The page where users download the latest version of the Firefox browser attracted 2.6 million visitors in March, according to Nielsen//Netratings.
Good news for the open source project you would think, but all those downloads actually tell a less fortunate story.
Firefox so far has had to plug several security holes. And instead of releasing patches, the software requires users to download and install a new version of the software.
So the 2.6 million that Nielsen//Netratings saw, are probably to a large extent current users who needed an updated version of the product. It's hard to compare figures here because there is little data about the number of computers running Firefox, but let's just let give it a try (if I screw up, I'm sure you'll let me know in the comments section below ;-).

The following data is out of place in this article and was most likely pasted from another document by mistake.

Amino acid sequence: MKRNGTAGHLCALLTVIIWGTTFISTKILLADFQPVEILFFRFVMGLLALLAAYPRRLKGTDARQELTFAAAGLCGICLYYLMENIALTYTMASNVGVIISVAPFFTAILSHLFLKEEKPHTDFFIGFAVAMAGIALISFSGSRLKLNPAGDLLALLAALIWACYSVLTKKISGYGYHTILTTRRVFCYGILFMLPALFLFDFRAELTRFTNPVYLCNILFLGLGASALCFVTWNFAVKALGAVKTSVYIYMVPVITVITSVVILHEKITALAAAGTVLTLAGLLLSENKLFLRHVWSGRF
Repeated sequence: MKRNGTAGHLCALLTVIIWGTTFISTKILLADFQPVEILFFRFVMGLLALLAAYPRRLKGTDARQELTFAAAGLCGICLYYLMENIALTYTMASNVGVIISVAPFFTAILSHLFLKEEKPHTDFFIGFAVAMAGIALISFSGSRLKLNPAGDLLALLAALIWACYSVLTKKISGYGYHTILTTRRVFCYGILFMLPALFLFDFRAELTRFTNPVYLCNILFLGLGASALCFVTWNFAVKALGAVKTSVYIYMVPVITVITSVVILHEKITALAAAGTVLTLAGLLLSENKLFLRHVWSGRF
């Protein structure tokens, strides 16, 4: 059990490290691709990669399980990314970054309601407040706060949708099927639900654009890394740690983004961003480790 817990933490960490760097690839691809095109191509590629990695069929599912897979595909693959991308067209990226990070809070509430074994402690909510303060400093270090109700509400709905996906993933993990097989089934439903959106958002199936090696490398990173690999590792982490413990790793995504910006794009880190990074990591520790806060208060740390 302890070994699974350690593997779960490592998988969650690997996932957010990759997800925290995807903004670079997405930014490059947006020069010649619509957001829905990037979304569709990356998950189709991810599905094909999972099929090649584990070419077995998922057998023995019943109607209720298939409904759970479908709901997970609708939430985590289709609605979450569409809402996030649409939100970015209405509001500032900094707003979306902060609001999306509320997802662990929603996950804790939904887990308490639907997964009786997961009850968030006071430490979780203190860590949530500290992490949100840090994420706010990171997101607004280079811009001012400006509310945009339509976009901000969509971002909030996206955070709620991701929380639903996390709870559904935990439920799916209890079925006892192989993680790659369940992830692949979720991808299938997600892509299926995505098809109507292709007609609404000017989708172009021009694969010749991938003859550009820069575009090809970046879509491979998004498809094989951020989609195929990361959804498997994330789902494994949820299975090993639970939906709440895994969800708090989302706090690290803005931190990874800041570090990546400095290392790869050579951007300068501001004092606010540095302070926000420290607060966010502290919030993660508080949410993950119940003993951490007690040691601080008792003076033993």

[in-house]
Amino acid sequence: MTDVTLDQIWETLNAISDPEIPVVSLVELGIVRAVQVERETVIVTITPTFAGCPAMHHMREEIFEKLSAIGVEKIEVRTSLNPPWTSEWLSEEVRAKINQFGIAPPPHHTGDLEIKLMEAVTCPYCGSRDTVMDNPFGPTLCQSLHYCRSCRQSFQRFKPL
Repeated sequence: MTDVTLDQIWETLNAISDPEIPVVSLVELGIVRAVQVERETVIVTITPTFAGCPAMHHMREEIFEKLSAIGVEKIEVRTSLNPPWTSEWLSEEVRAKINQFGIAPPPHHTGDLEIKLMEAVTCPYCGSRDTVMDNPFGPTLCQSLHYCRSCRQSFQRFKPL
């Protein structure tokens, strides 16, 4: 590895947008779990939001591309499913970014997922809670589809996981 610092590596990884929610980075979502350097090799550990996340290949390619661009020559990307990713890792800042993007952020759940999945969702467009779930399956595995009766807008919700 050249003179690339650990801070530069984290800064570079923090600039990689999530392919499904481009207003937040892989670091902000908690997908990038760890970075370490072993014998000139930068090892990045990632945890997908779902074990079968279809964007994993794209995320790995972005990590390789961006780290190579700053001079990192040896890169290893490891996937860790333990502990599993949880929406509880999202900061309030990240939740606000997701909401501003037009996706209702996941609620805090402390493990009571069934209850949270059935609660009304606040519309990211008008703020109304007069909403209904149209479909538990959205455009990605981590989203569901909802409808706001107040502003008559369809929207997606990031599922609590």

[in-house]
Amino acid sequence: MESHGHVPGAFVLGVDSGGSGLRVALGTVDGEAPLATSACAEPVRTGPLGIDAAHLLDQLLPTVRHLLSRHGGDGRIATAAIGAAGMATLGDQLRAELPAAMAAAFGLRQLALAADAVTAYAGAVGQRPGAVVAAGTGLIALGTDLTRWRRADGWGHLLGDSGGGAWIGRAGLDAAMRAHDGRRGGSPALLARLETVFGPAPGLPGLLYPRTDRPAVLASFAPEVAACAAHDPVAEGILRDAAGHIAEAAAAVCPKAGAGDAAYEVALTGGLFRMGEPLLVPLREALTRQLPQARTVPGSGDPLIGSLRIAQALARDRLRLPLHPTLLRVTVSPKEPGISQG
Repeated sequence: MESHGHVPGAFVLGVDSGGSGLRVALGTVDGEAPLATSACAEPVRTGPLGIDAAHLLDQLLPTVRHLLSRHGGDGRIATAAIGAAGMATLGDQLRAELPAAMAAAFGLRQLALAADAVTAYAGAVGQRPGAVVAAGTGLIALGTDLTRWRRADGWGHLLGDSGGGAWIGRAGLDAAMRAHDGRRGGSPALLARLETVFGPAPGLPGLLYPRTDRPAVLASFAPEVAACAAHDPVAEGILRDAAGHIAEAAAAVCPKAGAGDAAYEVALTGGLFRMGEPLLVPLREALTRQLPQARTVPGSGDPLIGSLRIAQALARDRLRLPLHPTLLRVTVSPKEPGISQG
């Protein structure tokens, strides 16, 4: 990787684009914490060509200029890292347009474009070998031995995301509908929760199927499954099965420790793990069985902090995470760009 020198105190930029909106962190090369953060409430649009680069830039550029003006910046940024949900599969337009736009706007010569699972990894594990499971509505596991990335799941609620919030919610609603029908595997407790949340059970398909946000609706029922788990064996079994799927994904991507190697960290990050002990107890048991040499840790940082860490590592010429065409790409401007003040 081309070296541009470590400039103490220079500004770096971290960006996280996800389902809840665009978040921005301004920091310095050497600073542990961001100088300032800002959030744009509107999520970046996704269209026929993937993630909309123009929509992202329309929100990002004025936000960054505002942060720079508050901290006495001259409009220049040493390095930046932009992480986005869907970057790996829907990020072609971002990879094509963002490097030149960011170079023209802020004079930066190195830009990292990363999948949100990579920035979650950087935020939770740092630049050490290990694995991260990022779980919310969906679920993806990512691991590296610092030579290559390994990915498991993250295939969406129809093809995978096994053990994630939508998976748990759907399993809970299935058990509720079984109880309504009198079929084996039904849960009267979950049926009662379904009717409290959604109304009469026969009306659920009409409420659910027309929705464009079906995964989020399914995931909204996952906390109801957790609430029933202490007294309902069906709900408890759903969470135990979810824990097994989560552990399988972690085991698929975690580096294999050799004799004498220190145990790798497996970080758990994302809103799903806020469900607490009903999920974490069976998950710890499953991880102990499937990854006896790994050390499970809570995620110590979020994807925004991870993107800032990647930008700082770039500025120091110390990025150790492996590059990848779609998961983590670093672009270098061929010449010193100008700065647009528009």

If we just assume that Firefox has a 5 percent share of the browser market and that all downloads in March were replacements, and that every user downloaded the latest and patched version, that would mean that there are 52 million computers running browsers in the world (2.6/0.05 =52).
Surely the real number of computers out there is higher. So either a large percentage of Firefox' installed based is running an outdated, insecure version of the software. Or the browser doesn't have as high a share of the browser market as we assumed all along.
Either way the Nielsen//Netratings study is bad news for Firefox.
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